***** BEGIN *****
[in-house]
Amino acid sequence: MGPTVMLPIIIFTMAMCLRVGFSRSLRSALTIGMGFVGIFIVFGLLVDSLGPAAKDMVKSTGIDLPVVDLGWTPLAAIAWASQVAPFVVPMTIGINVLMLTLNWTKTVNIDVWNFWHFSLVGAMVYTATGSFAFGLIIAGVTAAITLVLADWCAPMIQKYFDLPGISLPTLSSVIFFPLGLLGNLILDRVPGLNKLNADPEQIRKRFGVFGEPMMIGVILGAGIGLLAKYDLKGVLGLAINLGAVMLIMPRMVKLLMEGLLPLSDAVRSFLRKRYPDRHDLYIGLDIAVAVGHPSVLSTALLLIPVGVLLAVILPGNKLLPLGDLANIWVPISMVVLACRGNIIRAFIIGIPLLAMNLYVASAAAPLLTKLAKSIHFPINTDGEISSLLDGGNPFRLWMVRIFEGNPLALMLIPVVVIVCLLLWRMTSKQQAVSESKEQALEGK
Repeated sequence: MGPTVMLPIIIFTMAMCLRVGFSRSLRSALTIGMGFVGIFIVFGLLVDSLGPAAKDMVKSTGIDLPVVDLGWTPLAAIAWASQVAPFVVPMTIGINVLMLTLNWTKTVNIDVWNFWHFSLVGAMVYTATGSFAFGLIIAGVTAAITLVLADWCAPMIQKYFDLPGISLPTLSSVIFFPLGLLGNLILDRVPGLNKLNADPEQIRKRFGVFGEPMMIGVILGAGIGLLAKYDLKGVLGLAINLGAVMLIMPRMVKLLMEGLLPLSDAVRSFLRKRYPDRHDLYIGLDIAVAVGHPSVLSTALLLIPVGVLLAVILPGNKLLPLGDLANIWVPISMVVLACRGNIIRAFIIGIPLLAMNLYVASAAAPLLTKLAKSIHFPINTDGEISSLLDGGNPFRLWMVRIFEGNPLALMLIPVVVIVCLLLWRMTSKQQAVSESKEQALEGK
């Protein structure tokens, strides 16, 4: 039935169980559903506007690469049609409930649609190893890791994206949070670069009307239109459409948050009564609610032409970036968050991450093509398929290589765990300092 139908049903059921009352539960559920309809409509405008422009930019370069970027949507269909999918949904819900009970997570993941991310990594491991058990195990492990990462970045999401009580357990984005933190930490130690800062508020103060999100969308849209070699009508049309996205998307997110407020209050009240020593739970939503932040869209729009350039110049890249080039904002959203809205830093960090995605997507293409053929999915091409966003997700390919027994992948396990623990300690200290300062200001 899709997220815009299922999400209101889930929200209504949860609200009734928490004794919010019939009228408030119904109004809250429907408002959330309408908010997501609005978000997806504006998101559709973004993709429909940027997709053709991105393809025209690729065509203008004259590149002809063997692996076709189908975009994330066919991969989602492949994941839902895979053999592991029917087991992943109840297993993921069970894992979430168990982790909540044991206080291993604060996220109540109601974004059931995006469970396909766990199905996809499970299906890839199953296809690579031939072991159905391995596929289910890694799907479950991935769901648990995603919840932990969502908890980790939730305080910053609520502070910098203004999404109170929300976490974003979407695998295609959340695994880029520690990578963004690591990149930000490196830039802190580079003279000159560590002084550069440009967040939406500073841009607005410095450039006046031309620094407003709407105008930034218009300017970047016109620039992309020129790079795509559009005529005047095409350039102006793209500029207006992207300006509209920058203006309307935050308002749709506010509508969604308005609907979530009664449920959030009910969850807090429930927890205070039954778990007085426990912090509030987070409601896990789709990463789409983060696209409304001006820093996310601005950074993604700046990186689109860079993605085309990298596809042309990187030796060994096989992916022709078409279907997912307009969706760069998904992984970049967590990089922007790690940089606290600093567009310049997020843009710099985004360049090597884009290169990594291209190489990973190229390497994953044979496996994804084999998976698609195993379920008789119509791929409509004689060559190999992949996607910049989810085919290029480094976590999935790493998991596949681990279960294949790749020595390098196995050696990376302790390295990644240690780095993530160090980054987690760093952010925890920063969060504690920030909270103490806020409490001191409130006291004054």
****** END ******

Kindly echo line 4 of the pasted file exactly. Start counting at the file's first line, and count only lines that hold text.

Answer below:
């Protein structure tokens, strides 16, 4: 039935169980559903506007690469049609409930649609190893890791994206949070670069009307239109459409948050009564609610032409970036968050991450093509398929290589765990300092 139908049903059921009352539960559920309809409509405008422009930019370069970027949507269909999918949904819900009970997570993941991310990594491991058990195990492990990462970045999401009580357990984005933190930490130690800062508020103060999100969308849209070699009508049309996205998307997110407020209050009240020593739970939503932040869209729009350039110049890249080039904002959203809205830093960090995605997507293409053929999915091409966003997700390919027994992948396990623990300690200290300062200001 899709997220815009299922999400209101889930929200209504949860609200009734928490004794919010019939009228408030119904109004809250429907408002959330309408908010997501609005978000997806504006998101559709973004993709429909940027997709053709991105393809025209690729065509203008004259590149002809063997692996076709189908975009994330066919991969989602492949994941839902895979053999592991029917087991992943109840297993993921069970894992979430168990982790909540044991206080291993604060996220109540109601974004059931995006469970396909766990199905996809499970299906890839199953296809690579031939072991159905391995596929289910890694799907479950991935769901648990995603919840932990969502908890980790939730305080910053609520502070910098203004999404109170929300976490974003979407695998295609959340695994880029520690990578963004690591990149930000490196830039802190580079003279000159560590002084550069440009967040939406500073841009607005410095450039006046031309620094407003709407105008930034218009300017970047016109620039992309020129790079795509559009005529005047095409350039102006793209500029207006992207300006509209920058203006309307935050308002749709506010509508969604308005609907979530009664449920959030009910969850807090429930927890205070039954778990007085426990912090509030987070409601896990789709990463789409983060696209409304001006820093996310601005950074993604700046990186689109860079993605085309990298596809042309990187030796060994096989992916022709078409279907997912307009969706760069998904992984970049967590990089922007790690940089606290600093567009310049997020843009710099985004360049090597884009290169990594291209190489990973190229390497994953044979496996994804084999998976698609195993379920008789119509791929409509004689060559190999992949996607910049989810085919290029480094976590999935790493998991596949681990279960294949790749020595390098196995050696990376302790390295990644240690780095993530160090980054987690760093952010925890920063969060504690920030909270103490806020409490001191409130006291004054």